Covering textbooks with paper grocery bags isn’t going to cut it anymore when it comes to protecting learning materials in public schools.
Districts across the country are putting expensive technology in students’ hands to replace textbooks, workbooks, and even paper and pencils. Devices worth hundreds of dollars now often leave school buildings and go home with students.
“We need to protect those investments,” said Carl Colmark, finance director in Farmington, Minn., schools, a district planning to put an Apple iPad tablet computer in the hands of every student by the end of the school year.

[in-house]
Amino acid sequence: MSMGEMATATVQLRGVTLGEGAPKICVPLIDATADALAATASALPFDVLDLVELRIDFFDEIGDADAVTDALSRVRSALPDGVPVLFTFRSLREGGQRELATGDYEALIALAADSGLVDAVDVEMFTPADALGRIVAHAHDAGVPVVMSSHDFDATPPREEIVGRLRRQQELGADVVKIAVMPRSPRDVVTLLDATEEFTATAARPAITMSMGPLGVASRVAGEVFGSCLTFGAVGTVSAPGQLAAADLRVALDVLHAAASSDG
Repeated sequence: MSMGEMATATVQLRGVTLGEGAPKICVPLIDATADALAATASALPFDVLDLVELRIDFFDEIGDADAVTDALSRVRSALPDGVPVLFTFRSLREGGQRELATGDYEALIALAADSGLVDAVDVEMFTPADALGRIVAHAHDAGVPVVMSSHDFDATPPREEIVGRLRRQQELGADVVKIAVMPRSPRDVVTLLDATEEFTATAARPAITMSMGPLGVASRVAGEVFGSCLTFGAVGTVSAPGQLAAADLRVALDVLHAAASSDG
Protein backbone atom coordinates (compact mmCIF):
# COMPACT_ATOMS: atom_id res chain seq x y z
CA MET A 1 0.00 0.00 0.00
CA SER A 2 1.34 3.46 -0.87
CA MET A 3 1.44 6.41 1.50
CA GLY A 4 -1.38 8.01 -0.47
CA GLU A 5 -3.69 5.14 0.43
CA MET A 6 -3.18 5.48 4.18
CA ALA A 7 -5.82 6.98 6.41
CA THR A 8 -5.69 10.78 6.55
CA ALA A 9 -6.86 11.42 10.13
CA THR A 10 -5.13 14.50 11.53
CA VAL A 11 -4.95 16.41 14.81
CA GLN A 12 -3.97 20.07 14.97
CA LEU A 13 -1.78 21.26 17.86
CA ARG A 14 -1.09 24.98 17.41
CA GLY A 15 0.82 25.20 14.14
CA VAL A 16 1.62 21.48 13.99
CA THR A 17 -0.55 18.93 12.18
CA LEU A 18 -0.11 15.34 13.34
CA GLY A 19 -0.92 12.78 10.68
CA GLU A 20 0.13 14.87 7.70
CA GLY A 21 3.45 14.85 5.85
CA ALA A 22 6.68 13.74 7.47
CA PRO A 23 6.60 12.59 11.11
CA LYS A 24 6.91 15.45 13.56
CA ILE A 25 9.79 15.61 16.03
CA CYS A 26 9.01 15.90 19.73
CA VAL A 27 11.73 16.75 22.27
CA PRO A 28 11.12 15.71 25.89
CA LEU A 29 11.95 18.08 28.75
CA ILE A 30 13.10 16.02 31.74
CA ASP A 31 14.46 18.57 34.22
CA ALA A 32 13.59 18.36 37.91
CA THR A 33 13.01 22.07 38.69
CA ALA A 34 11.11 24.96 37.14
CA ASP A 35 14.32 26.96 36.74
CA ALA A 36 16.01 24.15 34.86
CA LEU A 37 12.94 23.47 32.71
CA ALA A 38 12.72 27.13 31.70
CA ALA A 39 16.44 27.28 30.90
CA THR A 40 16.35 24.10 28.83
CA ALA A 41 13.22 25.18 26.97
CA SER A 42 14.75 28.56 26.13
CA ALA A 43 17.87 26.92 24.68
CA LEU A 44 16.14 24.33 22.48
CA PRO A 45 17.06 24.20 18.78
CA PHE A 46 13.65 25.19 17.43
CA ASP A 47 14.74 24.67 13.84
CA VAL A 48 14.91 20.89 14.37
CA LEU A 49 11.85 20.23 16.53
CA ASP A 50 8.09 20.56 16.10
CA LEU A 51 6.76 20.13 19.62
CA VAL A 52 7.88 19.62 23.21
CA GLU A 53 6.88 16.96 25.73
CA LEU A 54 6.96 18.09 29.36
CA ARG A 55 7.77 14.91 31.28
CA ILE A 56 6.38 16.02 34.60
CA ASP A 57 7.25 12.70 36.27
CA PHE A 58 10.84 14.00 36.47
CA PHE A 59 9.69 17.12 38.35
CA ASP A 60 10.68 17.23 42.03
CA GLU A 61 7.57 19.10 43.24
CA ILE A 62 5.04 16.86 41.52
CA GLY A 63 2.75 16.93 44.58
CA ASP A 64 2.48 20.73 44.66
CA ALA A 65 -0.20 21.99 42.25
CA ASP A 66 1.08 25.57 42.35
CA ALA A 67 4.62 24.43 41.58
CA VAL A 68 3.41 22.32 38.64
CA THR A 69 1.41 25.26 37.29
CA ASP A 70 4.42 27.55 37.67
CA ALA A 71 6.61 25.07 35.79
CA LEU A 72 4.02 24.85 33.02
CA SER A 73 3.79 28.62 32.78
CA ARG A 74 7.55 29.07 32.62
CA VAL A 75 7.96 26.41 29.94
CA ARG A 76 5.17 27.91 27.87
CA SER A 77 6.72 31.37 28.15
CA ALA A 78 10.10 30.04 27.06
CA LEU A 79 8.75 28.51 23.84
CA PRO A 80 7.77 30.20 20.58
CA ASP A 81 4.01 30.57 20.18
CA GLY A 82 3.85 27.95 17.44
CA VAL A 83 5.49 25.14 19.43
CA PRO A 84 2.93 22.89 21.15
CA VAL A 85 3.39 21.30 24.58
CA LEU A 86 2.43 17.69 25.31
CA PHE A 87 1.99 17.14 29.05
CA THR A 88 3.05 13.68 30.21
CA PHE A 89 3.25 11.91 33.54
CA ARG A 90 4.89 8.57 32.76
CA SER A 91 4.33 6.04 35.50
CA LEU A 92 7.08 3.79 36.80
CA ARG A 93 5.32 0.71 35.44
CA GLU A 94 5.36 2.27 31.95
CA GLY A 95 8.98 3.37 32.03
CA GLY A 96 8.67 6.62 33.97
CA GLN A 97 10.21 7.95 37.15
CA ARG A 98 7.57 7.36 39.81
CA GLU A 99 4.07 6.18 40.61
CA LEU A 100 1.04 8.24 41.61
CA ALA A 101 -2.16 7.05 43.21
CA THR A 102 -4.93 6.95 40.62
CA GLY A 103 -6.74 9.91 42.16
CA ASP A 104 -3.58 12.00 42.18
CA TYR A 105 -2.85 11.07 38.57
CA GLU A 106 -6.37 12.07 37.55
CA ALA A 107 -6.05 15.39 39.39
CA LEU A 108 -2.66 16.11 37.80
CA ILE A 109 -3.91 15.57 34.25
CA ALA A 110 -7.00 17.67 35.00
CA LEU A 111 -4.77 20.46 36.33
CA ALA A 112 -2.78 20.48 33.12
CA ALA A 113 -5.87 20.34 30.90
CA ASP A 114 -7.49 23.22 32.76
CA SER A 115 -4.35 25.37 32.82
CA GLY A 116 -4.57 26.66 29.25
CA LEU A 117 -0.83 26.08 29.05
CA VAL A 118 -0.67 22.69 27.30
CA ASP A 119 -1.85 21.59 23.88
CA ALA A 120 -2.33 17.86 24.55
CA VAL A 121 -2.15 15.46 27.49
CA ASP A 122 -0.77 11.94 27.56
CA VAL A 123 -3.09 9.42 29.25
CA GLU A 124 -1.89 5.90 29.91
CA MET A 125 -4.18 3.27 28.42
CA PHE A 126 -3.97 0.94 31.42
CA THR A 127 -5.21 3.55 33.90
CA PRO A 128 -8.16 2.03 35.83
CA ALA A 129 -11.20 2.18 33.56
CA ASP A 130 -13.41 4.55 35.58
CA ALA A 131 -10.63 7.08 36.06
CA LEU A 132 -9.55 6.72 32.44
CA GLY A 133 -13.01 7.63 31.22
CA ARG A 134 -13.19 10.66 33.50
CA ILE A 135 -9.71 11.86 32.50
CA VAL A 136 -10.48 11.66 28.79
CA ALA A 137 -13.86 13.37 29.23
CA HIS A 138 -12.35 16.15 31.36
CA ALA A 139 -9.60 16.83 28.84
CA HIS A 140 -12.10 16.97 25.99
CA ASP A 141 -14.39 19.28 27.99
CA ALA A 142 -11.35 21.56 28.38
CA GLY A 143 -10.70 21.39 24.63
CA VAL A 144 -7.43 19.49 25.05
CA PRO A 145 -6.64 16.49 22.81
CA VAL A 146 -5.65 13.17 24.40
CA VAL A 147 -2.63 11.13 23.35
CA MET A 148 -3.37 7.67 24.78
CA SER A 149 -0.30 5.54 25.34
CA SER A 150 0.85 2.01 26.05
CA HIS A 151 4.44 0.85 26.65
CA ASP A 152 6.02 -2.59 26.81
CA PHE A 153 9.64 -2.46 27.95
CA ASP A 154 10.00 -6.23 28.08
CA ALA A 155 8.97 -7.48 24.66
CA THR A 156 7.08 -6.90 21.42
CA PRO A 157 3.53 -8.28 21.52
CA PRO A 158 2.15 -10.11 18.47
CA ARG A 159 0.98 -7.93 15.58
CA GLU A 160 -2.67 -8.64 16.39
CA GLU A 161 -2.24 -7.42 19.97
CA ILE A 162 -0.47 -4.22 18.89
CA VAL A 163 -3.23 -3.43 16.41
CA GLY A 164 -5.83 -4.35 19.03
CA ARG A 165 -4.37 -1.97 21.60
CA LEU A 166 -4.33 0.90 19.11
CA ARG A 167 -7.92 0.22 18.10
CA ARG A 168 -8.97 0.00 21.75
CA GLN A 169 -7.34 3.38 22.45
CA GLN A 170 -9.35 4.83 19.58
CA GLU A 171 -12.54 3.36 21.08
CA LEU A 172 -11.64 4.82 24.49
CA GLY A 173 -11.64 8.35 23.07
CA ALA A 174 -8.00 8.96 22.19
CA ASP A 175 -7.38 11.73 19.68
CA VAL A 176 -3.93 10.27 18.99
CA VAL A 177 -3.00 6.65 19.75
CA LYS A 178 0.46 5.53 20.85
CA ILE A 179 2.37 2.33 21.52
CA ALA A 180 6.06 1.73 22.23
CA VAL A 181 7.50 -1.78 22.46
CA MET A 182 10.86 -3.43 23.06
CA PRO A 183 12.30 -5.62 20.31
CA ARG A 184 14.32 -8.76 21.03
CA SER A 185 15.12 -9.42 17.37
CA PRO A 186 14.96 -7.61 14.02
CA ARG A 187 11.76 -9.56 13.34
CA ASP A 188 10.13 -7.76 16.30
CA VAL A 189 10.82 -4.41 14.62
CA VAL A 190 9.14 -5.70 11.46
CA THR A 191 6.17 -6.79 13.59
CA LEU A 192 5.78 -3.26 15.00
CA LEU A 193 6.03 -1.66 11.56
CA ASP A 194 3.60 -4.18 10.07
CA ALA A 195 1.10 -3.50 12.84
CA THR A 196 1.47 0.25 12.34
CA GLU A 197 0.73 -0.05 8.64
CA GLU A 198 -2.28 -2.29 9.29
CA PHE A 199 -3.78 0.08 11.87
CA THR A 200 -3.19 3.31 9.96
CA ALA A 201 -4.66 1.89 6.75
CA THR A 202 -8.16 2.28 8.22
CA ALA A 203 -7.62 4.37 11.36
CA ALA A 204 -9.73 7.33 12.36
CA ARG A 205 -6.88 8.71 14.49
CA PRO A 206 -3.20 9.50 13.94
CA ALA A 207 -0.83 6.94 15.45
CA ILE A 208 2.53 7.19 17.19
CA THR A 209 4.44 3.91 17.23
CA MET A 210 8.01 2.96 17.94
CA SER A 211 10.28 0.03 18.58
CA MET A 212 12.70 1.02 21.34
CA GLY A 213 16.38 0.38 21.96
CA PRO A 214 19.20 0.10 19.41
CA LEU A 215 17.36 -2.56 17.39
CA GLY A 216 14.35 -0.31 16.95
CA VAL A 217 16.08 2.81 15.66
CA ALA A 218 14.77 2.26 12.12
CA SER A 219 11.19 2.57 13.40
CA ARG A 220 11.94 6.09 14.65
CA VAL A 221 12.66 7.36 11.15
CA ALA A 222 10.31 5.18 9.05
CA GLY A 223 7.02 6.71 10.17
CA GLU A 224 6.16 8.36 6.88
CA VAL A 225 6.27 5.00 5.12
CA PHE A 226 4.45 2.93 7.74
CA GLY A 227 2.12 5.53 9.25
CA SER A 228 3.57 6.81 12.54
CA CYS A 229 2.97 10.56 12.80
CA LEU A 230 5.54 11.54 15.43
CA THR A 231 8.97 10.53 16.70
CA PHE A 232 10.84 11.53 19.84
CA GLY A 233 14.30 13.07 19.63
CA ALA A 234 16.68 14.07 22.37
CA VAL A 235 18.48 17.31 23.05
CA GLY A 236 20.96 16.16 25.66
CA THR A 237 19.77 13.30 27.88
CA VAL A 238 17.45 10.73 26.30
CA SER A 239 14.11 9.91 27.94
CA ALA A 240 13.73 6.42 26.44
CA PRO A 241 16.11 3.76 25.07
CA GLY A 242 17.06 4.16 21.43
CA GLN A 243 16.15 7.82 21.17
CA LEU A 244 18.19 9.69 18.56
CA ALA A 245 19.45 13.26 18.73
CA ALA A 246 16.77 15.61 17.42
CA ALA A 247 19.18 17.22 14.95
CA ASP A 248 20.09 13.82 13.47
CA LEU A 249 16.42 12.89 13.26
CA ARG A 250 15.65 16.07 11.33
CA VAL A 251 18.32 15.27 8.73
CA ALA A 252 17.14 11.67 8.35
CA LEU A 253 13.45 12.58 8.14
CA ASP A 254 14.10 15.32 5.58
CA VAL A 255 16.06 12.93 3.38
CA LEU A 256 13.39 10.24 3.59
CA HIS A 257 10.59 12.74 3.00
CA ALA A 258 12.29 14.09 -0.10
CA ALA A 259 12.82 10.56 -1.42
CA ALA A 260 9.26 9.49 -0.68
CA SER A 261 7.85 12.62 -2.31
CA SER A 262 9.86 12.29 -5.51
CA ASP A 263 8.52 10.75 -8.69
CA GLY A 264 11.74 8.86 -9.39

Farmington is one of a growing number of districts, colleges, and universities turning to insurance policies from companies like the Stillwater, Okla.-based Worth Ave. Group for electronic devices issued to students and employees.
Insurance for expensive personal technology such as smart phones and tablets is a growing business, and many of Worth Ave.’s clients are school districts, said Quang Ha, sales director. The company has more than 1,000 clients in the education field, making it the nation’s largest provider of this type of insurance.